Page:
He said he was freezing and I played the brat and 'sympathized' by saying that I had put on more layers throughout the day. [At this point I was wearing a skirt, tights, tanktop, turtleneck, button-up shirt, windbreaker and mittens. He was wearing heavy boots, bulky-looking, wind-proof pants, a heavy jacket, police vest, baclava, hat and sturdy gloves plus whatever clothes he had underneath. Wuss.] I suggested that he stand in the sun and he said that he was before, but that his spot was now in the shade. Ummm....move, perhaps? He then expressed bafflement at how I wasn't as cold as him and how on the ride down he couldn't believe I was wearing a tank-top, but was glad everytime he saw me add a layer. The only thing for me to conclude from this conversation is that I am tougher than the CPD!!! Or maybe I am just a brat.

The majority of the protest was fine--but I really don't think we altered many people's perspectives. Most of the people just ignored us. Interestingly, the few people who yelled angry things at us were holding lit cigarettes. Is there a correlation? People who smoke are also unconcerned about public health or the environment. Seems consistent to me.

One old man muttered, "don't they have anything better to do" and I couldn't resist quipping back "didn't you just pay to look at cars for a few hours?" Another person was more polite and explained that "No, since cars accidents kill 40,000 people and cause massive environmental degredation, there really is nothing more important to do than try to reduce car culture." The man snorted and walked away, but there was a strange look on his face that makes me believe he may actually ponder this issue.



Terrific--a Guy Pitched this Efficient Car of the Future to passerbys constantly changing the Breakfast-Food it was powered on in a used car salesman outfit and manner. It was hilarious.

There was a protester who I didn't know, but spent a lot of time on the microphone--and he did an overall great job, too. At one point I saw him 'chalking' the pavement and quickly was confronted with security guards before he walked away to chalk the street. Earlier I read ordinances against defacing or painting public ways and wondered whether chalk was permitted. Curious, I asked him about the conversation with the guards. They told him to do it on the street instead of on the sidewalkish area--and he was happily complying. We chatted for a while and he introduced himself as Travis, and then everything clicked. He is Travis Culley, the author of the The Immortal Class a 2002 book about messenger life in Chicago. Just last night someone was surprised that I didn't know him.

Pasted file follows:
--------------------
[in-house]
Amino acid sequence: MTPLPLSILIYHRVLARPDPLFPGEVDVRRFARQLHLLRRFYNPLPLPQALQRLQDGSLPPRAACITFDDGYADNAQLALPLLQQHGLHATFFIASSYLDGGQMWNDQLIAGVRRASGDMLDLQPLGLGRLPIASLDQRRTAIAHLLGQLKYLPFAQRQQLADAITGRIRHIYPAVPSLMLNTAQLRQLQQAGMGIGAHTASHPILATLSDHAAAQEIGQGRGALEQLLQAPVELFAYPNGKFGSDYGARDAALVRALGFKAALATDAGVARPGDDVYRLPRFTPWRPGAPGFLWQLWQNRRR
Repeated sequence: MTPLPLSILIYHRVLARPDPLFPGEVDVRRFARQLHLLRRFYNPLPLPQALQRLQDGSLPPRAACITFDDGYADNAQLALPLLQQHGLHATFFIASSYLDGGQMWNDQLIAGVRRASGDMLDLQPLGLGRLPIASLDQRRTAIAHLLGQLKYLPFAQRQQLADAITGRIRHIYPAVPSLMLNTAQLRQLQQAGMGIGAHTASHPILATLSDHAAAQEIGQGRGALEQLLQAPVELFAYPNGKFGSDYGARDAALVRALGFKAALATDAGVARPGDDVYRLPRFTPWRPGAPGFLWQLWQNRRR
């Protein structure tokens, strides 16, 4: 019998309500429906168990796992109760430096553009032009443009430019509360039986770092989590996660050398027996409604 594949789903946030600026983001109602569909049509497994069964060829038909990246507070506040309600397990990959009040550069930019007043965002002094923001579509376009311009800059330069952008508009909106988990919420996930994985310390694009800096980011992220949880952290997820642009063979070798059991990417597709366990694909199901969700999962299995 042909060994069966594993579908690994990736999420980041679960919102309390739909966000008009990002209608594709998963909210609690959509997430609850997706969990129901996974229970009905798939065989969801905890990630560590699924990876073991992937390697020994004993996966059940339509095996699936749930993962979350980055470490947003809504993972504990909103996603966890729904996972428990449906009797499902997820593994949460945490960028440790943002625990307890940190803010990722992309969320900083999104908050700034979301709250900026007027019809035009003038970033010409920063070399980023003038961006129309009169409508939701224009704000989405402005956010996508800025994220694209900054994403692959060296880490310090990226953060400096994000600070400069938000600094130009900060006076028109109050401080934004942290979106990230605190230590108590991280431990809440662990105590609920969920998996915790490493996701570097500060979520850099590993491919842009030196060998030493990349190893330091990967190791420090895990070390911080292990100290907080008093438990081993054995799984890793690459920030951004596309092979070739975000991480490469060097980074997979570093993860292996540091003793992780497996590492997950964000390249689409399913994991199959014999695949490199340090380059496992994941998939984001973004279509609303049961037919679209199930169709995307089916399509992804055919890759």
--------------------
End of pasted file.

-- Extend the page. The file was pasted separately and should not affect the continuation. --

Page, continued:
This book I flipped through at a store, but was turned off by the lawlessness of the way he rides. Some people also consider him to be an upstart and don't think he had the 'right' or the credentials to have written the book since he only messengered for a short time. I also heard from someone that he is pompous and full of himself. This didn't match my impression of him at all. He seemed quite smart and apologized for offending me when he had the microphone. I don't remember being offended by anything he said and wondered what gave him that idea. Apparently I made a dissapproving face. "Oh no, the only problem was once or twice you seemed to be babbling and didn't finish your point." He dismissed this excuse and said that he recognized seeing that look, too--but that another time I definitely looked offended. Weird. I really can't think of what he's referring to.

Anyway, I guess after a bit he realized who I was, too and had several questions to ask of me. Throughout the whole interaction he seemed very nice and not full of himself. I expect that now that we have met we will frequently notice each other at larger events. I wonder if I will still have a favorable opinion of him, or if the other people's impression is correct.

My Favorite Sign:

Fanfuckingtastic.

More pics Here

1 Comments:

At 2:56 AM, Blogger Franswiggidy said...

Sorry new to your Blog, but what where you all protesting? Here in the burbs a car is only way to get around, the Pace bus, forget about it. As far as CPD, all the storys I hear from people who have run ins with them, end violent, ie the cop roughing them up. I've wittnessed one CPD throw a kid down the stairs at the Fullerton stop for smoking on the platform. When I say throwing him down the stairs I mean he literally threw him down the stairs! Wouldn't want to say I'm tougher than one of them, at least to their face.